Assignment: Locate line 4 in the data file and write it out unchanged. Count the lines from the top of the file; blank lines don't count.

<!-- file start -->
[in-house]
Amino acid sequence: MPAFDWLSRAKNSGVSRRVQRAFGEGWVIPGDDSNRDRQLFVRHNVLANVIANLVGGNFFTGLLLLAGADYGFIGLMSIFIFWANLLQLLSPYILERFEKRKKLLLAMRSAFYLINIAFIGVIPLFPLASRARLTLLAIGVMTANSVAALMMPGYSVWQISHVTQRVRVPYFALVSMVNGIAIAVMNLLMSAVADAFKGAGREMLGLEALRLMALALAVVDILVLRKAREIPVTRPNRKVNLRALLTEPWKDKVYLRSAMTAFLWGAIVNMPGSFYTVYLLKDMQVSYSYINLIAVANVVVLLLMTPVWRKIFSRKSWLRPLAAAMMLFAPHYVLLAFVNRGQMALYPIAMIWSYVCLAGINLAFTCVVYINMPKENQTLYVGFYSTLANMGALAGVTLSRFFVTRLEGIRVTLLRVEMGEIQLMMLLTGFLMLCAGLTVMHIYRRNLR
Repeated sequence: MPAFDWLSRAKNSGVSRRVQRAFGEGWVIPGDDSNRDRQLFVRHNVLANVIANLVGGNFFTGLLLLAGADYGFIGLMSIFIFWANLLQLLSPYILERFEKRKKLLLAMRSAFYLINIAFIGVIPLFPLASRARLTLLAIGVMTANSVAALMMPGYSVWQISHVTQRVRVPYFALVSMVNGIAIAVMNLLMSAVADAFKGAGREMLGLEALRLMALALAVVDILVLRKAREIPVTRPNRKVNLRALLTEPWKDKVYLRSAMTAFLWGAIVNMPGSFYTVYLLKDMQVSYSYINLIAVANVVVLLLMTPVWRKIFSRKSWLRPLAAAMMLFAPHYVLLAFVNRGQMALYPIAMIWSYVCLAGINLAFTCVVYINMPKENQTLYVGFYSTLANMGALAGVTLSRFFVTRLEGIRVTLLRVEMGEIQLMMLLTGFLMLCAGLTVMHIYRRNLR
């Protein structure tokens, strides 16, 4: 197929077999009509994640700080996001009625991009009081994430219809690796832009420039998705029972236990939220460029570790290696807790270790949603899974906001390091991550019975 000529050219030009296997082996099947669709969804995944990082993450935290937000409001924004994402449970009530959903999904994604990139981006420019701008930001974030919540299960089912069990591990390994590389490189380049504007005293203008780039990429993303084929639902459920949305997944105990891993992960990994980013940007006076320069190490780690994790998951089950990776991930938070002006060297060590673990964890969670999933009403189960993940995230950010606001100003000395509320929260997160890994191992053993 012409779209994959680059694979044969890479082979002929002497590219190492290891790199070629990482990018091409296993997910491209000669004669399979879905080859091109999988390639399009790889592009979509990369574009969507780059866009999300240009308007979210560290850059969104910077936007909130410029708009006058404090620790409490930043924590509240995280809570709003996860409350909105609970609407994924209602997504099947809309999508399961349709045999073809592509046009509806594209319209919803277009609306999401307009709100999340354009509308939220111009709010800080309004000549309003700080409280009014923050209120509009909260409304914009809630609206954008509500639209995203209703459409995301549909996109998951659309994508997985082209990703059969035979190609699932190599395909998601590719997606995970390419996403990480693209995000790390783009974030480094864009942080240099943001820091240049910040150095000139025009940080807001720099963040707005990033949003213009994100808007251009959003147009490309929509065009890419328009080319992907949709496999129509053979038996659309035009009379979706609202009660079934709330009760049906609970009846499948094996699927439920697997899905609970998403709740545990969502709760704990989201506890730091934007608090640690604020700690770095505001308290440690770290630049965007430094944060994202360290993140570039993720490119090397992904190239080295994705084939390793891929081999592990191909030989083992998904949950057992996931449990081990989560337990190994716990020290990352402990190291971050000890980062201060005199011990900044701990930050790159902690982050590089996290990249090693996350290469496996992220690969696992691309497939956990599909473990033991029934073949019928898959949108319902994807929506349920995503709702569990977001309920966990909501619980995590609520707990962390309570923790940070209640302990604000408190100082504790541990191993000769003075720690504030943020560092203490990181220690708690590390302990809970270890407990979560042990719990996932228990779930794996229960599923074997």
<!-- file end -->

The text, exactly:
């Protein structure tokens, strides 16, 4: 197929077999009509994640700080996001009625991009009081994430219809690796832009420039998705029972236990939220460029570790290696807790270790949603899974906001390091991550019975 000529050219030009296997082996099947669709969804995944990082993450935290937000409001924004994402449970009530959903999904994604990139981006420019701008930001974030919540299960089912069990591990390994590389490189380049504007005293203008780039990429993303084929639902459920949305997944105990891993992960990994980013940007006076320069190490780690994790998951089950990776991930938070002006060297060590673990964890969670999933009403189960993940995230950010606001100003000395509320929260997160890994191992053993 012409779209994959680059694979044969890479082979002929002497590219190492290891790199070629990482990018091409296993997910491209000669004669399979879905080859091109999988390639399009790889592009979509990369574009969507780059866009999300240009308007979210560290850059969104910077936007909130410029708009006058404090620790409490930043924590509240995280809570709003996860409350909105609970609407994924209602997504099947809309999508399961349709045999073809592509046009509806594209319209919803277009609306999401307009709100999340354009509308939220111009709010800080309004000549309003700080409280009014923050209120509009909260409304914009809630609206954008509500639209995203209703459409995301549909996109998951659309994508997985082209990703059969035979190609699932190599395909998601590719997606995970390419996403990480693209995000790390783009974030480094864009942080240099943001820091240049910040150095000139025009940080807001720099963040707005990033949003213009994100808007251009959003147009490309929509065009890419328009080319992907949709496999129509053979038996659309035009009379979706609202009660079934709330009760049906609970009846499948094996699927439920697997899905609970998403709740545990969502709760704990989201506890730091934007608090640690604020700690770095505001308290440690770290630049965007430094944060994202360290993140570039993720490119090397992904190239080295994705084939390793891929081999592990191909030989083992998904949950057992996931449990081990989560337990190994716990020290990352402990190291971050000890980062201060005199011990900044701990930050790159902690982050590089996290990249090693996350290469496996992220690969696992691309497939956990599909473990033991029934073949019928898959949108319902994807929506349920995503709702569990977001309920966990909501619980995590609520707990962390309570923790940070209640302990604000408190100082504790541990191993000769003075720690504030943020560092203490990181220690708690590390302990809970270890407990979560042990719990996932228990779930794996229960599923074997």